Zinger

SSA Photography (140 of 400)

As I mentioned in a previous post, I am less comfortable taking portraits of anyone except my son, who is a willing subject.  This portrait, however, is one of my all time favorites.  Zinger was born just as the Red Sox clinched the 2004 World Series.  I was home from college, and I watched him being born to our sweet girl Hannah.  She nipped his umbilical cord too close to him, and he was left bleeding profusely.  My sister took him in her arms and staunched the blood for hours until he healed.  He was hers from that moment forward.  He loved the water, and he loved North Carolina – which is where I found him in this photograph.  We had to say goodbye to Zinger a few months ago, but he will always occupy a warm place in our hearts.

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Iridescence

SSA Photography (129 of 400)

This photograph is a macro shot of an Augochlora Pura (Green Sweat Bee) on a Monarda Fistulosa (a wild bergamot or bee balm).  As the title of the post suggests, I was captivated (and I still am) by the iridescence of the sweat bee’s green head and thorax, and his purple wings that look like stained glass.  This photograph was taken in Brevard, North Carolina on the property of a family friend.  I had to be terribly patient to get this shot, but in the end it paid off with a beautiful capture.

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Oaken Post

SSA Photography (160 of 400)

This photograph was taken in the Pisgah National Forest outside of Asheville, North Carolina.  The hollowed stump was in a grove of chestnut oaks (Quercus Prinus), and the cavity had become a repository for layers upon layers of chestnut oak leaves, where a small seedling was beginning to grow from an acorn, which had fallen in just the right spot.  As I spoke about the ephemerality of nature in the Emergence post, just days ago, I am also astounded by the rhythm and circularity of nature.  In the chaos of the ferns and brambles, an old hollowed stump sheltered and fostered a month-old seedling, which will some day soon overtake the stump and take root itself.

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Stepped Ruins

SSA Photography (107 of 400)

This photograph was taken in Brevard, North Carolina.  The property was once home to a summer camp and hippie commune, and was frequented by Woodie Guthrie, Pete Seeger and their ilk.  All that remains of this cabin are low walls and these steps.  Though I usually opt for monochrome photographs, the colors of the stones were so unique that I did not want to lose them in converting the photograph to black and white.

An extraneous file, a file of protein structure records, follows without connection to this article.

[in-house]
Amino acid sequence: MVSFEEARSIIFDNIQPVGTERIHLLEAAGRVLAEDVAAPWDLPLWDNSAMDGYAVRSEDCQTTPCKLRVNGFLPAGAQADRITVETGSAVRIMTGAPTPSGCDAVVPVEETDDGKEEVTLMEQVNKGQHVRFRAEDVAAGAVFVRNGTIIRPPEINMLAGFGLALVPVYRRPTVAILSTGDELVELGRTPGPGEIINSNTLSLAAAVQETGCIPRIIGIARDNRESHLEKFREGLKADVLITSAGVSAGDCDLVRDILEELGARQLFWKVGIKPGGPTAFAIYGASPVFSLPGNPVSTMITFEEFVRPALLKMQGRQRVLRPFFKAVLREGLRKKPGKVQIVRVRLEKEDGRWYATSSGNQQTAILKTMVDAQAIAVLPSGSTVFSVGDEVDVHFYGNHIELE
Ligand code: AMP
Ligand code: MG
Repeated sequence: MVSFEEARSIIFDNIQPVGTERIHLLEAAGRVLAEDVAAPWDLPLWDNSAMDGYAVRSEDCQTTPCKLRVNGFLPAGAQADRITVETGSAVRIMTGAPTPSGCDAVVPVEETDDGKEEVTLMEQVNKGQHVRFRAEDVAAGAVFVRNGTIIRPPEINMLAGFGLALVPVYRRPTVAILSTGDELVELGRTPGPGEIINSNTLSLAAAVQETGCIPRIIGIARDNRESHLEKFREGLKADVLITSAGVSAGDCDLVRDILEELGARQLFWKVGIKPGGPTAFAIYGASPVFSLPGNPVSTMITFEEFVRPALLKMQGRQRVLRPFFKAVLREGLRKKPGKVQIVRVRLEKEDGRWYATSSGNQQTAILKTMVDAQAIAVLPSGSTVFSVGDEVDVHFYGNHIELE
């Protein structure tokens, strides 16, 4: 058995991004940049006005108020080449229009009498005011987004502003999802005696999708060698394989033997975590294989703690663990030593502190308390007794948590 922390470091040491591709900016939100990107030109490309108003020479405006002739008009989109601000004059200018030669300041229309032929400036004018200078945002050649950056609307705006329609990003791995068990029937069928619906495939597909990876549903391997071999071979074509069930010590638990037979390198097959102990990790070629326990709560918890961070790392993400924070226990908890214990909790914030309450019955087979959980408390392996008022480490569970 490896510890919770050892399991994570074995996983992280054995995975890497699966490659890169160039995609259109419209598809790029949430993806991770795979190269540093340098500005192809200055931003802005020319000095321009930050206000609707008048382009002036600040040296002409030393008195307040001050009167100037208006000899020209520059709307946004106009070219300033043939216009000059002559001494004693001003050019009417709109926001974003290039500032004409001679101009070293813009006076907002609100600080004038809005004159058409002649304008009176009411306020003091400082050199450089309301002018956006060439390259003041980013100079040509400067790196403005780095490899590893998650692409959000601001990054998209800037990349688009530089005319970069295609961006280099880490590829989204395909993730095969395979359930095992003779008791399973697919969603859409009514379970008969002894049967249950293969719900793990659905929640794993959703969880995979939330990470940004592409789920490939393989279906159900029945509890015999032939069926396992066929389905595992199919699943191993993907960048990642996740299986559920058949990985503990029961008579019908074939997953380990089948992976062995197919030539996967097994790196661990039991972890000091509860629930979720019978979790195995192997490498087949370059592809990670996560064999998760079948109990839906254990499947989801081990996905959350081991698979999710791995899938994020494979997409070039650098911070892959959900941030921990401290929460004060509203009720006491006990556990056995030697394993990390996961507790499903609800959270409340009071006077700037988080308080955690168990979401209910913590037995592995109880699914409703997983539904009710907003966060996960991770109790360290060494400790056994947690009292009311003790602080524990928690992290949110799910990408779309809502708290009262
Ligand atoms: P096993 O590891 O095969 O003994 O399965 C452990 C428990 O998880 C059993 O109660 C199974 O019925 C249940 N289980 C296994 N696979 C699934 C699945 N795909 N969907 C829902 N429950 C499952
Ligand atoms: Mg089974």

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Rhododendron

SSA Photography (157 of 400)

This photograph of a rhododendron bulb was one of the first macro photographs that I ever took.  It was taken in Deep Gap, North Carolina (near Brevard and Cashiers) on the property of a very close friend where my family spends two weeks in July and again at Christmas each year.   The word rhododendron is Greek for “rose tree” and counts azaleas among its many varietals.  The beautiful white-petaled flowers on this Rhododendron Maximum (“Rosebay” or “American” Rhododendron) had not yet emerged on the trees on the property, but the compact tulip-like bulbs were ripe to bloom very soon thereafter.

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Pisgah Bridge

SSA Photography (114 of 400)

This photograph was taken in the Pisgah National Forest in western North Carolina, near Asheville and Hendersonville.  The Pisgah, as it is known, is a stunning forest with dozens if not hundreds of waterfalls and scenic trails.  There are multiple creeks and rivers running through the forest, with the Davidson being the primary tributary to the French Broad that runs the length of the forest.  The simple beauty and shadow-play of this stone bridge struck me to such a degree that I pulled off the side of the road to try to capture the chiaroscuro in a photograph. I may have nearly fallen down the embankment, but I got the picture…

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Stepping Stones

SSA Photography (108 of 400)

The first step, my son, which one makes in the world,
is the one on which depends the rest of our days.

-Voltaire

 

This photograph, like many I have posted lately, was taken in North Carolina on a friend’s property outside of Brevard.  The rustic stones are not remarkable in and of themselves, but the thoughts they evoked for me made me snap this photograph as I was wandering the gardens with my macro lens taking pictures of the needles of a short-leaf pine, or the bloom of a bergamot bee balm.  I have taken millions of steps in my life, some far more important than others.  The first step is always the most important, as one cannot fully embrace the others on the journey without a solid beginning.  In recovery, the first step is acceptance, and in grief, mourning; without recognizing the importance of the first step, the others will be shaky at best, and at worst wholly ineffectual.  This is by no means my most beautifully composed shot, nor the most interesting one I have taken, but it is evocative of a life’s journey.  This allusion is what made me pause and even consider the steps, which I had passed hundreds of times before on my way up to the cabin.  As Voltaire noted, the first step we take on any journey is the one which will determine the rest of our days.  I have taken many a first step, some multiple times after failing on the journey, but whether acceptance or mourning, the first step is the foundation upon which everything else can be built.

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